Yesterday I hiked up the smaller mountain that is in my back yard. Locals call it Malawi Mountain. It is not a spectacular mountain (certainly nothing as epic as Mount Mulanje) so I’m not sure why it gets the distinction its name entitles. Sampson, my landlord, says it is merely a triviality — that the name was given to the mountain to indicate that the mountain was part of Malawi and not the boarding Mozambique, of which I am only 15 kilometers away from. The name is just an extension of some past boarder dispute between the neighboring countries.
The mountain reaches a peak of approximately 3,500 feet. It is out of place in the surrounding low-lying Shire River Valley, which is part of The Great Rift Valley. Nsanje (the district in which I live) is the lowest point in Malawi at 200 feet above sea level. The range is approximately 15 kilometers long. There are two-track roads that wrap around the mountains base.
Other than for just the adventure and seeing natural beauty in all its grandeur, my purpose of the trip was to see a small village that perches itself on the top of the mountain named Chididi. Some friends from local NGOs had visited here recently and I wanted to see what all the chinwag was about. There are environmental concerns related to the illegal harvesting of wood to make charcoal (what a defeating endeavor and purpose!) in the protected land in the Matandwe Forest Reserve in which I live and Malawi Mountain is a part of. I had to see the cut trees myself, as well as the pits where the charcoal is made.
I left the house at 8 o’clock to meet my friend Nedson at his house. After some boondoggling about, we tightened our laces and headed out.
It was quite a hike to the base of the mountain. We made our way up, passing villagers bringing wood down to the trading center to sell. The traverse wasn’t grueling but certainly challenging at times. I remarked to Nedson a few times how incredible I thought it was that folks shimmied about the mountain on the jagged rocks with no shoes on, carrying nearly a 100 pounds of fire wood atop their heads. He just smirked and replied that it was just a way of life — these people were used to it and just saw the endeavor as a means to an end. I was impressed and in awe but also unnerved at the deforestation that was happening before my eyes.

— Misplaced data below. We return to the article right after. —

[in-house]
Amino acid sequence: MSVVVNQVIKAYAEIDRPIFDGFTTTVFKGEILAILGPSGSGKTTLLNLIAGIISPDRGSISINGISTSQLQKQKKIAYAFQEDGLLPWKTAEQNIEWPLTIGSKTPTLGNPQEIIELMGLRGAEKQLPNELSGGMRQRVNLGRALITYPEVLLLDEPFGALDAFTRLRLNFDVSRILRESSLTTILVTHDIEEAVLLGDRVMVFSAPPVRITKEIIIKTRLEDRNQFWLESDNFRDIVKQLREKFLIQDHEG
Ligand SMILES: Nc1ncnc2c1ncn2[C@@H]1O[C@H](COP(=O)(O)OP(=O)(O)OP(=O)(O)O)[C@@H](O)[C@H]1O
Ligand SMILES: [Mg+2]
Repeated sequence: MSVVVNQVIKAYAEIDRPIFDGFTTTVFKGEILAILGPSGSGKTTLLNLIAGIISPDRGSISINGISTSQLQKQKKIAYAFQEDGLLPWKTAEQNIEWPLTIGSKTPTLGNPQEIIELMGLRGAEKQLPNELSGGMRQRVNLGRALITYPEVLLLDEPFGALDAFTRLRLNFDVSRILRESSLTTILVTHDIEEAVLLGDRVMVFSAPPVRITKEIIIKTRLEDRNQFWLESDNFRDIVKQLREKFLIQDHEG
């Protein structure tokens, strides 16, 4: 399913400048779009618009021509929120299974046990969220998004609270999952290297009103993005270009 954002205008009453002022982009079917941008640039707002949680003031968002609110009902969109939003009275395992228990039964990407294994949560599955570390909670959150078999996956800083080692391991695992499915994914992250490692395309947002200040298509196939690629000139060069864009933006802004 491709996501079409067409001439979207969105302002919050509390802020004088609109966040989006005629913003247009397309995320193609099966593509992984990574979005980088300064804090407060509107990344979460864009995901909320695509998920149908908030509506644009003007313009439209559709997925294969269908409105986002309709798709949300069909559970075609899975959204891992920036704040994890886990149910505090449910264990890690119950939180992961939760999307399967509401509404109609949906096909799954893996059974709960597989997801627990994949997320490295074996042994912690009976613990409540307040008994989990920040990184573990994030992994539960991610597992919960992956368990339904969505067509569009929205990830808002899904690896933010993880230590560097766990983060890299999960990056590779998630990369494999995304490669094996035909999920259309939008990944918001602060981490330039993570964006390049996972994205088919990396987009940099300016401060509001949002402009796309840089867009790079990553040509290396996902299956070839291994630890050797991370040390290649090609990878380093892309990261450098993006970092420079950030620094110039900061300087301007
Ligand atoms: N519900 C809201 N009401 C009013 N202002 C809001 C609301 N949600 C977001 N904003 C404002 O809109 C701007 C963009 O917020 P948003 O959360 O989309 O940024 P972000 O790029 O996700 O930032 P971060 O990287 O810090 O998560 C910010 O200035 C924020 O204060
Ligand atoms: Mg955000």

The mountain is the most pristine I have seen Malawi thus far. Though there is extensive tree harvesting for firewood, the land is mostly untouched. When I think of the African bush, I think of what I saw yesterday. I was excited to see a whole mess of baboons darting from tree to tree!
The beauty was astonishing. From the top, the Shire River Valley unfolds in front of you. You can easily see the boma (main trading and government center). The Shire River kisses the boma at one point at Nsanje Port. The port is not completed but with the new president, the citizens of Nsanje are excited that the port will be finished, hopefully opening up trade to the Zambezi River many kilometers south down the watershed. Banana, papaya, and palm trees dot the landscape as well as the majestic baobab. Small streams trickle their way down. Birds of all colors, shapes and sizes chirp to the soundtrack of my life.
Once we had reached Chididi, we turned back down the mountain, making sure to fetch a bunch of sweet bananas and ripe, juicy oranges. They were just the energy I needed to make it back down!
It was 4 o’clock by the time we made it back to Nedson’s. His girlfriend prepared us nsima, okra, and pork, which was an absolute delight because I was both famished and protein destitute. Nedson and I rounded out the night by meeting with a Ministry of Health medical assistant named Jonea. We chatted about projects, namely a music project that I’m helping collaborate on geared towards empowering youth with HIV/AIDs. We delighted in a couple cold beers at a nearby lodge before parting ways.